“The Lord said to Moses, ‘Send men to explore the land of Canaan, which I will give to the Israelites. Send one leader from each tribe’.” (Numbers 13:1)
And then after Joshua son of Nun and Caleb son of Jephunneh with the other ten spies went in, looked around, brought back fruit and, well, told the people, “We felt like grasshoppers and we looked like grasshoppers to them.” (Numbers 13:30))
Facing those giants, they “felt like grasshoppers” but Caleb tells them that they could “certainly go up and take the land for ourselves.” (Numbers 13:30
What was different about Caleb and Joshua from the other spies? Why was their perspective different from the ten who said, “We can’t attack those people; they are stronger than we are”. (Numbers 13:31)
As all of the people were wailing and complaining in the camp that night, desiring to go back into slavery instead of fight the giants ahead, Joshua and Caleb said, “The land we explored is very good. If the Lord is pleased with us, he will lead us into that land and give us that fertile land. Don’t turn against the Lord! Don’t be afraid of the people in that land! We will chew them up. They have no protection, but the Lord is with us. So don’t be afraid of them. “.
Years later, after that generation had all died except these two, Joshua was giving out the land to each family. Caleb says to him, “You remember that at Kadesh Barnea when he was speaking to the prophet Moses about you and me. Moses, the Lord’s servant sent me to look at the land where we were going… The other men who went with me frightened the people, but I fully believed the Lord would allow us to take the land.” (Joshua 14:6-7, 8) And so Joshua gave to Caleb the city of Hebron.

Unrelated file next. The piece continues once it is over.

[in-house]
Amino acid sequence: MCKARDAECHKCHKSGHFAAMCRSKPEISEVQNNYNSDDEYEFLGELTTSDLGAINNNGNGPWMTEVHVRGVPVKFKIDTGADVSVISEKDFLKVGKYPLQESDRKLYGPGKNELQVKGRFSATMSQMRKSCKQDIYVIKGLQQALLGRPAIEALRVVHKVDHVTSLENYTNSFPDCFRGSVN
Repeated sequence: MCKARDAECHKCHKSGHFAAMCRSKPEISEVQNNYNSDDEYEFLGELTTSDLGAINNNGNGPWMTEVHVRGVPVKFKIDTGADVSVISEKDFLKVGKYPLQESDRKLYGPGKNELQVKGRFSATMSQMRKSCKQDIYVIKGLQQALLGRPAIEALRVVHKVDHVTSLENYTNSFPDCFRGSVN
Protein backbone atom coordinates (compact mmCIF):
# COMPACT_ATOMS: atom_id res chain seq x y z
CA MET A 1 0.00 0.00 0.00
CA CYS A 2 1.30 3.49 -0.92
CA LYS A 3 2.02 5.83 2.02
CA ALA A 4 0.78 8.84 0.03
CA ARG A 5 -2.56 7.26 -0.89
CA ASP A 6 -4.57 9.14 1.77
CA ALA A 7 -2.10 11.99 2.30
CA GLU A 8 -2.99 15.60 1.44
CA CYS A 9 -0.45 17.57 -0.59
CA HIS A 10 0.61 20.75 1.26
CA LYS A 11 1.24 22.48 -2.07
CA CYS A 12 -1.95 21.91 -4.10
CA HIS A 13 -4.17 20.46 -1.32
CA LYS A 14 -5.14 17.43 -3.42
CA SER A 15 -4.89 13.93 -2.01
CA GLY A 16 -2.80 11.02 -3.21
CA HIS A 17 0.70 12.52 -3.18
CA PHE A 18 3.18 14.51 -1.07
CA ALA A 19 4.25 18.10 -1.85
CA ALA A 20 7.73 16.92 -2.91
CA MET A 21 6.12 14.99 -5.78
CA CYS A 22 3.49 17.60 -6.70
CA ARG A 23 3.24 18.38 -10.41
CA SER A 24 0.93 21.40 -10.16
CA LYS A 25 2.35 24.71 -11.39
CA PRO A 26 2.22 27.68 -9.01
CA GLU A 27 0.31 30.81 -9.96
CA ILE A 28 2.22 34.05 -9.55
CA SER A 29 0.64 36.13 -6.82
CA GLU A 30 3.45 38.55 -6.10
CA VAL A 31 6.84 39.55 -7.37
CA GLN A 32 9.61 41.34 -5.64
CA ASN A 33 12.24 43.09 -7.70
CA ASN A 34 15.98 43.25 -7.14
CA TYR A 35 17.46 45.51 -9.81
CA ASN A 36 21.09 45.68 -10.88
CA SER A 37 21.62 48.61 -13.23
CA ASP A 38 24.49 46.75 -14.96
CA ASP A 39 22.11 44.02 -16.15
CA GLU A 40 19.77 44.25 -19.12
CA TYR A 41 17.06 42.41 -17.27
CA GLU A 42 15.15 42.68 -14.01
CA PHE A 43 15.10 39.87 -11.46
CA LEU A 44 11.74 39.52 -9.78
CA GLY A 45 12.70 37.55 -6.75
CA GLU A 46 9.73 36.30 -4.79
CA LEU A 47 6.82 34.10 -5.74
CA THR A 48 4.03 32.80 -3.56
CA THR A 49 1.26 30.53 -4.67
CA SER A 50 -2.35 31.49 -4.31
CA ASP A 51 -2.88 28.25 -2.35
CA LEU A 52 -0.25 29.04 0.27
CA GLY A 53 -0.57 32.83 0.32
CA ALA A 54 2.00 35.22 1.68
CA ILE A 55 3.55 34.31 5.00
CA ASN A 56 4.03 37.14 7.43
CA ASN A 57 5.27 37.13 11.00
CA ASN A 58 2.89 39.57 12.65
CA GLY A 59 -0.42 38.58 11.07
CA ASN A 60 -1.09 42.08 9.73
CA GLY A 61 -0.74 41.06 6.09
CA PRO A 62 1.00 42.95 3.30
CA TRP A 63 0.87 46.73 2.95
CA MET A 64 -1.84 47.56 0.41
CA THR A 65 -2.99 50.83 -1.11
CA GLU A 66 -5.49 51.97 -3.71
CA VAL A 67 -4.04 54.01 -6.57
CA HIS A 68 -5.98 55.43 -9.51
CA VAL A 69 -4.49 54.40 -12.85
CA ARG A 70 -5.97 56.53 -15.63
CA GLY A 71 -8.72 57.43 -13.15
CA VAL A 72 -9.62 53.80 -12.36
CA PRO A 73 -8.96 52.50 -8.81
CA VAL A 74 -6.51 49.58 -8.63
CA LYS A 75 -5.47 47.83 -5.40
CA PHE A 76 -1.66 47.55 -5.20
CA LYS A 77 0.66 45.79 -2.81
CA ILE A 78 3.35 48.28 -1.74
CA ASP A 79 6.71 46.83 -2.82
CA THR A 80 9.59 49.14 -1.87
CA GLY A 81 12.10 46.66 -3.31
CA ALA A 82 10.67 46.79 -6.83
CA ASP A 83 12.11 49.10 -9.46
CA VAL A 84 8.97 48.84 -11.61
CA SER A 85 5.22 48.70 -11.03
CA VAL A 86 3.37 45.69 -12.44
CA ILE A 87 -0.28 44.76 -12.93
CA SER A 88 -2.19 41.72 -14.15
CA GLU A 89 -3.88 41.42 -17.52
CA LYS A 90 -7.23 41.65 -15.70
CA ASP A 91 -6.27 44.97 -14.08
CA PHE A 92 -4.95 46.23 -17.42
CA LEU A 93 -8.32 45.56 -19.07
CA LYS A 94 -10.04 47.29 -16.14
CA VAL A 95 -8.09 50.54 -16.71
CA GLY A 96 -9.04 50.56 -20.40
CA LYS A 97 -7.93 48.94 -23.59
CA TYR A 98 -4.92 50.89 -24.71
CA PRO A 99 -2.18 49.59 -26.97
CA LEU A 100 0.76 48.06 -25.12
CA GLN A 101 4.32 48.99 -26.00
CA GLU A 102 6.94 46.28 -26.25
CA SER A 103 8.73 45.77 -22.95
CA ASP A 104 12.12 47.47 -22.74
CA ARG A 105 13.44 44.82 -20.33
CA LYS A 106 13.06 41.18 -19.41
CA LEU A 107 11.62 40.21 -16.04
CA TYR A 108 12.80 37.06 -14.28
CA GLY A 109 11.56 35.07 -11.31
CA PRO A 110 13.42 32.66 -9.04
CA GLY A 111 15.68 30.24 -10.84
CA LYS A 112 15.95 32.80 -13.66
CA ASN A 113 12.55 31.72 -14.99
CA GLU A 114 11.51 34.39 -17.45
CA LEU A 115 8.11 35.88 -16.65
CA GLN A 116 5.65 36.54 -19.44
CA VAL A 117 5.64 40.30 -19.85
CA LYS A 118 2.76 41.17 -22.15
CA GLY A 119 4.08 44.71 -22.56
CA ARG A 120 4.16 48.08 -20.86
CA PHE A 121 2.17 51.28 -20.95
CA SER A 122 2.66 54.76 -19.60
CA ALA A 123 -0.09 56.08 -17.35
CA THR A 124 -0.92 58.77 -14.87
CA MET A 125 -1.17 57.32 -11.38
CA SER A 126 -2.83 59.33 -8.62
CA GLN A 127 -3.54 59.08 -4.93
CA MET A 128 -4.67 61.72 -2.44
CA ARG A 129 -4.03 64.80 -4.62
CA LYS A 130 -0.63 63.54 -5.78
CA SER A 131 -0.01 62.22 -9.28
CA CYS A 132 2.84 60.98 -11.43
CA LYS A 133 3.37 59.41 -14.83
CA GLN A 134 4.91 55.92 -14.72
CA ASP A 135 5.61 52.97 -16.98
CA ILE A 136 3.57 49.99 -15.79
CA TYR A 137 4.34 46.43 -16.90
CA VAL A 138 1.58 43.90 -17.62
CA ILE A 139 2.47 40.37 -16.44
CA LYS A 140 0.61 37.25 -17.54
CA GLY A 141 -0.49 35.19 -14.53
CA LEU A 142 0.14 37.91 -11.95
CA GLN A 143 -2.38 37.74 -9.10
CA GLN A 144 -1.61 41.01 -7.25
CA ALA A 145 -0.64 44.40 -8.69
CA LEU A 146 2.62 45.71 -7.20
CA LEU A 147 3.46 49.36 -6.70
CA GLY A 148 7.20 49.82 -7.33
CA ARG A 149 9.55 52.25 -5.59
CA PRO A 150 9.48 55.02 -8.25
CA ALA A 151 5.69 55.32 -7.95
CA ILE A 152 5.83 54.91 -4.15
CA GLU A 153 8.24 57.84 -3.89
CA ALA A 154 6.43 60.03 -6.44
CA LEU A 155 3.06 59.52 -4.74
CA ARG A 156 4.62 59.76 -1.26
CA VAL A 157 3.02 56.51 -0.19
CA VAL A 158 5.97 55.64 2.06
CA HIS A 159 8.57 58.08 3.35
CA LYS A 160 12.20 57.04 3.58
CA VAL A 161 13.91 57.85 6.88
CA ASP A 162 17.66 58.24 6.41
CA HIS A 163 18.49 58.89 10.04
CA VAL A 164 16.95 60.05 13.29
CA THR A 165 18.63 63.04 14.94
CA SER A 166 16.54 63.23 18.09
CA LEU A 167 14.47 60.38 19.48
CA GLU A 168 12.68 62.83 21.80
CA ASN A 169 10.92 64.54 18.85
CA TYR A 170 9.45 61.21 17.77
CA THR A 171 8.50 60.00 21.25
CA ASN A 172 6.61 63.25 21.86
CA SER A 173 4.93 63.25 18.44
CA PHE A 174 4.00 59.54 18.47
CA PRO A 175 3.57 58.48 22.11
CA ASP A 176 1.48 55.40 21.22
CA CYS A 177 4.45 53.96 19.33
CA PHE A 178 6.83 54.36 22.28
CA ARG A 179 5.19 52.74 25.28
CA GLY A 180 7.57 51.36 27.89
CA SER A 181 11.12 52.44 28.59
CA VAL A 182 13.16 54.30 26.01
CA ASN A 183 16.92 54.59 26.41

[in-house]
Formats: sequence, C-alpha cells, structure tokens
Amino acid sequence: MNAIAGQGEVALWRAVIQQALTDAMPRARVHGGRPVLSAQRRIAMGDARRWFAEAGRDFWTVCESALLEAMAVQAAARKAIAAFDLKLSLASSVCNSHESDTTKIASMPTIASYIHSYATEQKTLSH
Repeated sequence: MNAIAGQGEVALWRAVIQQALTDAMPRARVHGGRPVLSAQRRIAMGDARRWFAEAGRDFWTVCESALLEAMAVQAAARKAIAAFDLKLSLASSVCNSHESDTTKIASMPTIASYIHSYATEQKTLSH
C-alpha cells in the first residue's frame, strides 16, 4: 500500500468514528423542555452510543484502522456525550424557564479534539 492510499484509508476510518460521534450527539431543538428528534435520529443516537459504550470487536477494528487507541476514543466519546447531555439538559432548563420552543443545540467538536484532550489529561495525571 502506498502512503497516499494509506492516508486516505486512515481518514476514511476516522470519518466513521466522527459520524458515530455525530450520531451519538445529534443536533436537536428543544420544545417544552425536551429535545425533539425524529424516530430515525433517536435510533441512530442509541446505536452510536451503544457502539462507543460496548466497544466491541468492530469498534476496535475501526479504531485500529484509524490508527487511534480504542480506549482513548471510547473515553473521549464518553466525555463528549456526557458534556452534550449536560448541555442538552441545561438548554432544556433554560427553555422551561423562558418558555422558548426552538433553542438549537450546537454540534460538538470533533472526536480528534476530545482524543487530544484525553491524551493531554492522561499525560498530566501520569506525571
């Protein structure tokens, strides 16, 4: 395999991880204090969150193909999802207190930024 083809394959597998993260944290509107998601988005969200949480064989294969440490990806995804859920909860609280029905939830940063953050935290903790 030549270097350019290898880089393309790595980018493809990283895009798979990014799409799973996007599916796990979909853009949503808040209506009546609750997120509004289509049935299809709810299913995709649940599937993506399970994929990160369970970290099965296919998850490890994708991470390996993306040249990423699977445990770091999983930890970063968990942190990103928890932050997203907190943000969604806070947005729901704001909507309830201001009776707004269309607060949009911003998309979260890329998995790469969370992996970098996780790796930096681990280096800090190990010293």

It was because of his belief. He looked at the giants, felt like a grasshopper but chose to believe in the God who created the great leviathan, put Pleiades in its place, or told the morning where to begin (Job 39-42).
In the face of all of my giants, I want to believe like Caleb. Two years ago, God told me to do just this. To believe that what looks impossible from here, looks like a grasshopper of a problem to God. And slowly, methodically, He is slaying my giants for me. No, I have not crossed over into that Promised Land, but in faith I keep pressing on one step at a time.
And when I forget His promises to me? When I feel lie a grasshopper and don’t fix my gaze high enough? What then? When all of my frantic striving causes my anxiety level to go through the roof and I just. shut. down. “Finally,” the Spirit whispers, and He reminds me where my gaze must remain. And peace and faith return.